"Dry tap" is a term used to describe failure to obtain bone marrow on attempted marrow aspirations. Extensive marrow fibrosis and hypercellularity have been proposed as mechanisms to account for the inability to withdraw marrow by aspiration [12, 13]. Because it can be attributed to faulty technique it should only be used retrospectively after review of the biopsy. We have two dry taps (patients # : 4, 6). If the definition of dry tap includes cases in which material is obtained but no, or inadequate marrow cells found in films we have four additional cases (patients # 1, 2, 3, 13). We concluded that bone marrow biopsy is certainly indicated whenever aspiration results in an insufficient material especially in the presence of LEB, MAHA, cytopenias and an elevated serum LDH.
Classically, marrow biopsy is unequivocally the best method of detecting lymphomatous involvement because in approximately one-third of cases, the aspirate is unremarkable and the biopsy shows tumor. In solid tumors other than those of lymphomatous origin the data in the literature comparing the relative value of bone marrow aspiration and biopsy in detecting marrow involvement are not so conclusive. [2, 14]. Naturally trephine biopsies have a definitive advantage over aspirates in cases of dry tap. Additionally histologic sections may allow classification of the type of tumor cells, and this is of particular value in the investigation of a patient with a malignancy of unknown primary site. Aspirations were diagnostic in 12 patients in our series. The other attempts yielded no, or inadequate material. Cytological diagnoses could not be confirmed in one patient because of the patient's objection to biopsy procedure. Only in one instance was cytology superior to biopsy in first examination (a retrospective examination of biopsy confirmed the cytological finding in this patient). Although biopsies have some advantages, tumor cells occasionally can be seen in aspirate preparations when biopsy sections are normal as mentioned in literature, these two procedures should therefore be regarded as complementary.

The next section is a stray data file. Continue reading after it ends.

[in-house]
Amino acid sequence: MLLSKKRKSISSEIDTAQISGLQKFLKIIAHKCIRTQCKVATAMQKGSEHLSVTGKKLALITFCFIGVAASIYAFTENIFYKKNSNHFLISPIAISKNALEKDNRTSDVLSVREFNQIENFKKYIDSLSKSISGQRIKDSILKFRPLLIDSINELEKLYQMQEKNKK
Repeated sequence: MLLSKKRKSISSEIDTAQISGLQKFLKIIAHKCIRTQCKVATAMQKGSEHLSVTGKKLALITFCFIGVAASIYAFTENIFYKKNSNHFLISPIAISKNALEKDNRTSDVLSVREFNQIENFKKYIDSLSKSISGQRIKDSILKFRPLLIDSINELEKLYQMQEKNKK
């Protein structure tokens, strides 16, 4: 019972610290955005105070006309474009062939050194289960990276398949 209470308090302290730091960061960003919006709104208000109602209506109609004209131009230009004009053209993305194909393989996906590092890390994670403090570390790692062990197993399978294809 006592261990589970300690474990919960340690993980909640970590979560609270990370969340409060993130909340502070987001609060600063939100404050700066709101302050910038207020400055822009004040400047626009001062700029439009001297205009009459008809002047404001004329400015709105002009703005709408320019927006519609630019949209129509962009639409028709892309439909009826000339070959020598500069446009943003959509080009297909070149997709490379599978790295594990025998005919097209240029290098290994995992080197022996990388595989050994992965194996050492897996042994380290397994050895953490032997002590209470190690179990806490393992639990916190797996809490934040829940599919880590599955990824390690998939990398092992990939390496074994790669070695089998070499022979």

The management of a patient, whose solid malignancy is disclosed from bone marrow, depends on his/her primary tumor. The pathologist can assist the clinician by thoroughly examining the histologic specimen. In some cases an immunoperoxidase staining for organ-specific antigen examination might be sufficient to bring out of the primary focus. As an example, an immunoperoxidase stain for prostatic acid phosphatase or prostate-specific antigen may be helpful in establishing a diagnosis of metastatic prostate cancer. On the opposite side of the spectrum in some cases the pathologist could not comment on the primary site because of a poorly differentiated tumor. Maximum effort should be made to minimize the target. In these tumors as a first step leukocyte common antigen may be used to differentiate lymphohematopoietic neoplasm from other cancers. Patient # 7 and 10, who were reported recently elsewhere separately [15, 16], are good examples for bringing out the primary focus by extra stainings. The examination of patients with bone marrow metastases of unknown origin should focus on detecting treatable primary tumors . This work up may result in certain improvements in survivals of patients with prostate carcinoma. Bone marrow metastases commonly arise from lung, breast and prostate cancers; therefore, in case of no clinical sign a reasonable work up should include a chest roentgenogram, a prostate examination with serum prostate specific acid phosphotase (PAP) in men; a breast examination and mammography in women; computed tomography scans also should be performed in suspected cases. Serum tumor markers are not so useful in many cases except PAP; considering their less specificity it is no surprising. Because the expected survival of many patients is quite short, laboratory and imaging studies should be considered in view of their rationality.